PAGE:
compression (the goal being to get high speeds with at least passable
    BGB, Dec 13, 2013
  17. Basically I agree with you.
    But oddly enough, both very high end and very low end hardware tend to have
    precious cycles. On very low end hardware, obviously, the device might not
    really be powerful enough to do what you want. On very high end hardware,
    the reason for using the hardware at all is usually that you have a "heroic"
    computation to do. You generally have to book very limited processor time,so
    shaving cycles is a great advantage.
    Malcolm McLean, Dec 13, 2013
  18. Lynn McGuire

    BGB Guest

    usually, in my case, it amounts to one of:
    critical problem, blow up and trap to debugger;
    non-critical problem: maybe log the event, try to handle gracefully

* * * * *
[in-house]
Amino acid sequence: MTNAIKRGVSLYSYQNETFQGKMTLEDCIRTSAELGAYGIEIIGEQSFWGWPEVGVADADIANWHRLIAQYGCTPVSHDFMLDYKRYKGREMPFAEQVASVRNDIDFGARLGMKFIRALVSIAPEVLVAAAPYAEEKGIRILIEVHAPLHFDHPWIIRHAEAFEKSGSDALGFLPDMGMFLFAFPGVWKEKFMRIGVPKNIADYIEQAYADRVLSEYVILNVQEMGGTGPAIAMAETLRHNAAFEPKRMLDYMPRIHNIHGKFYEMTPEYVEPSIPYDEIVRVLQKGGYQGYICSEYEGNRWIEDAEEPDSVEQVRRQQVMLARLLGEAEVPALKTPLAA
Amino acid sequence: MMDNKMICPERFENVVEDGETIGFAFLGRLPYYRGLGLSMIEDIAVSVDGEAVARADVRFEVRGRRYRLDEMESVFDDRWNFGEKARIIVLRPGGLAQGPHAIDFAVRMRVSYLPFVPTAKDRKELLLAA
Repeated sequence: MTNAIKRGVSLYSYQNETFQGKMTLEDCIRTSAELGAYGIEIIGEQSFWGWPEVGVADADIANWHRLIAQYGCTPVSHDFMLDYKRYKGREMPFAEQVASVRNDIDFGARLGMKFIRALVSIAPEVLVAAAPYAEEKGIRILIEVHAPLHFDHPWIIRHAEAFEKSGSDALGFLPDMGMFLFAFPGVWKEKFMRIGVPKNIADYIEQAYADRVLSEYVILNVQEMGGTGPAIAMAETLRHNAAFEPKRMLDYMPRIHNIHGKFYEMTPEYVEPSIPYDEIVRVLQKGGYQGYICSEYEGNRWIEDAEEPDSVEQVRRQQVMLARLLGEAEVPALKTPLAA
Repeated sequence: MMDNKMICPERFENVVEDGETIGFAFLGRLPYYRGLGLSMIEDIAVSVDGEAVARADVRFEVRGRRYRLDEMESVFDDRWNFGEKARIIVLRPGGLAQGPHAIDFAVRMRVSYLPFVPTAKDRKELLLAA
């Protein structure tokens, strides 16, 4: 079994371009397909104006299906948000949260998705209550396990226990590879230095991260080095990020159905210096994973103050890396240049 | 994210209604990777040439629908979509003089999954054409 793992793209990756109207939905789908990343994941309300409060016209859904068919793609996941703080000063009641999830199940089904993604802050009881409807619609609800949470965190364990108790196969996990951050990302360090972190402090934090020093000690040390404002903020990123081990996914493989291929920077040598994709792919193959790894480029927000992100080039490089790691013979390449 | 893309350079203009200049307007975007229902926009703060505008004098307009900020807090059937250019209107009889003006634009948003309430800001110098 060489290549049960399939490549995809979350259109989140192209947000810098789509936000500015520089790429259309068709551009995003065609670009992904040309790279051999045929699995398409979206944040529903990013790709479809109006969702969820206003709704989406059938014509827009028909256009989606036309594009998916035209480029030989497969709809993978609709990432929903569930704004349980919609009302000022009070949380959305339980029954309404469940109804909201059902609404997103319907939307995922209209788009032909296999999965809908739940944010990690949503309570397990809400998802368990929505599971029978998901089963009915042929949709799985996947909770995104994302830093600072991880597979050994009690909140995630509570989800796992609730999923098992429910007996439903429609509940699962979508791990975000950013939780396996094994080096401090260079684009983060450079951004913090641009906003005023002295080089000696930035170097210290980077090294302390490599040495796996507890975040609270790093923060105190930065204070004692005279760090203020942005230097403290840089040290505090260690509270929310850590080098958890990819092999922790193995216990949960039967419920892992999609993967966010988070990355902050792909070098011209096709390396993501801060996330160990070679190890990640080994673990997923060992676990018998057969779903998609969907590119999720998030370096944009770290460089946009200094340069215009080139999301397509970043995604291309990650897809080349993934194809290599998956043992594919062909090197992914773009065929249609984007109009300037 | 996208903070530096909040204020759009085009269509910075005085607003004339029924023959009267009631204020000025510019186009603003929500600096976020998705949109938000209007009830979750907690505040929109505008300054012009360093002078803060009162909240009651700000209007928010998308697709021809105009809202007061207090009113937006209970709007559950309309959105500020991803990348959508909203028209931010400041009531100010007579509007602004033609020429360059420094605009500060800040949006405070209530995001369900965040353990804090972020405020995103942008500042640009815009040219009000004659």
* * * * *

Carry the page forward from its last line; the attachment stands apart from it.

(usually means passing an error status back to the caller and otherwise
    having the call behaving as a no-op).

    eventually, either it will reach a point where the error is either
    ignorable, becomes part of the normal program logic, or can otherwise be
    dealt with as appropriate.

    OTOH, simply exiting on error is usually stupid, as then one ends up
    with apps which just dump the user back out on the desktop or similar
    for no obvious reason, which is actually one of the few options actually
    worse than a "This program has performed an illegal operation and must
    be shut down." box, as at least in the case of the box, you know that it
    was because of a program crash...

    BGB, Dec 13, 2013
  19. Lynn McGuire

    BartC Guest

    Yes, what about script languages; you can write, for example:

    a = b+c

    which, where b and c are large data structures, might involve allocating
    memory. But what happens when the allocation fails? How do you even test for